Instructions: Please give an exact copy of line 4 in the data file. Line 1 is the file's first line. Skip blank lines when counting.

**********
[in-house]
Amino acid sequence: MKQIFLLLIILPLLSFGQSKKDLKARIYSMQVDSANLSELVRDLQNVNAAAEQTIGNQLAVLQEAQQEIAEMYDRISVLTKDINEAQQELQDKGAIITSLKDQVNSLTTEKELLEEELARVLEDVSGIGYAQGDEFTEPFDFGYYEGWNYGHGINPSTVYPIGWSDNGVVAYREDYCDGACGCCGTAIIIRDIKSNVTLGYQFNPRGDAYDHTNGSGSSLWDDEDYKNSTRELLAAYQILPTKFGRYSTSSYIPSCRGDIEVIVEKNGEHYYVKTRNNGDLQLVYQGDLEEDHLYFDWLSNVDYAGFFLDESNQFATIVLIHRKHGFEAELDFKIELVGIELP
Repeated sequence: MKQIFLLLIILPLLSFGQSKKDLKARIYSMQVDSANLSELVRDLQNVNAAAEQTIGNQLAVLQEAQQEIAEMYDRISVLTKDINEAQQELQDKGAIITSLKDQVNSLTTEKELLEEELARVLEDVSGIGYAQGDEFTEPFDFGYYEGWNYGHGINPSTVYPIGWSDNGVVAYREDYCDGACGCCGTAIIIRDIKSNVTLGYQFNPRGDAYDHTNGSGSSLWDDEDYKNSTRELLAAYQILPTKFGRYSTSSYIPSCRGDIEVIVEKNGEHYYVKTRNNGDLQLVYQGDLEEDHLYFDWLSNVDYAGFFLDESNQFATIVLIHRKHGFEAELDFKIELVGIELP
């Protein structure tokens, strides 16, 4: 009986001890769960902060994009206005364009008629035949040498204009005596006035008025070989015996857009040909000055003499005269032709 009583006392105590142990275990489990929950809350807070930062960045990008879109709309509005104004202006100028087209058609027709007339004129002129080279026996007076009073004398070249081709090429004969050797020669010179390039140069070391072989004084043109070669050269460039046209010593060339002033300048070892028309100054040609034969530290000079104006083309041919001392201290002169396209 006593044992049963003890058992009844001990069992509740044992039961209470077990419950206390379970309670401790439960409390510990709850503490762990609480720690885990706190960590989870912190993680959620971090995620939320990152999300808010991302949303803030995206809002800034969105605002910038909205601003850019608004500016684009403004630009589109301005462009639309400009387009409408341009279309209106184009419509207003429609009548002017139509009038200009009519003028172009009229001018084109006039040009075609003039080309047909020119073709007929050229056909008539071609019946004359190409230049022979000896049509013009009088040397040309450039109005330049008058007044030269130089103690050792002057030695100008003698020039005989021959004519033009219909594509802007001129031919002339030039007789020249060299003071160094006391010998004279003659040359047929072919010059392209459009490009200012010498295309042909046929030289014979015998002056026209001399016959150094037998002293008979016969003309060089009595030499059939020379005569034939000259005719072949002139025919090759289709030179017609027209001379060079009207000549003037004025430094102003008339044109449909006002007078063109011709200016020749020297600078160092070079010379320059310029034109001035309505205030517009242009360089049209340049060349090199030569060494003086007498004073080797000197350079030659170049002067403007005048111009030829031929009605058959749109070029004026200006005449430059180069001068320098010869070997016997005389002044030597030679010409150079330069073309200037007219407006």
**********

């Protein structure tokens, strides 16, 4: 009986001890769960902060994009206005364009008629035949040498204009005596006035008025070989015996857009040909000055003499005269032709 009583006392105590142990275990489990929950809350807070930062960045990008879109709309509005104004202006100028087209058609027709007339004129002129080279026996007076009073004398070249081709090429004969050797020669010179390039140069070391072989004084043109070669050269460039046209010593060339002033300048070892028309100054040609034969530290000079104006083309041919001392201290002169396209 006593044992049963003890058992009844001990069992509740044992039961209470077990419950206390379970309670401790439960409390510990709850503490762990609480720690885990706190960590989870912190993680959620971090995620939320990152999300808010991302949303803030995206809002800034969105605002910038909205601003850019608004500016684009403004630009589109301005462009639309400009387009409408341009279309209106184009419509207003429609009548002017139509009038200009009519003028172009009229001018084109006039040009075609003039080309047909020119073709007929050229056909008539071609019946004359190409230049022979000896049509013009009088040397040309450039109005330049008058007044030269130089103690050792002057030695100008003698020039005989021959004519033009219909594509802007001129031919002339030039007789020249060299003071160094006391010998004279003659040359047929072919010059392209459009490009200012010498295309042909046929030289014979015998002056026209001399016959150094037998002293008979016969003309060089009595030499059939020379005569034939000259005719072949002139025919090759289709030179017609027209001379060079009207000549003037004025430094102003008339044109449909006002007078063109011709200016020749020297600078160092070079010379320059310029034109001035309505205030517009242009360089049209340049060349090199030569060494003086007498004073080797000197350079030659170049002067403007005048111009030829031929009605058959749109070029004026200006005449430059180069001068320098010869070997016997005389002044030597030679010409150079330069073309200037007219407006």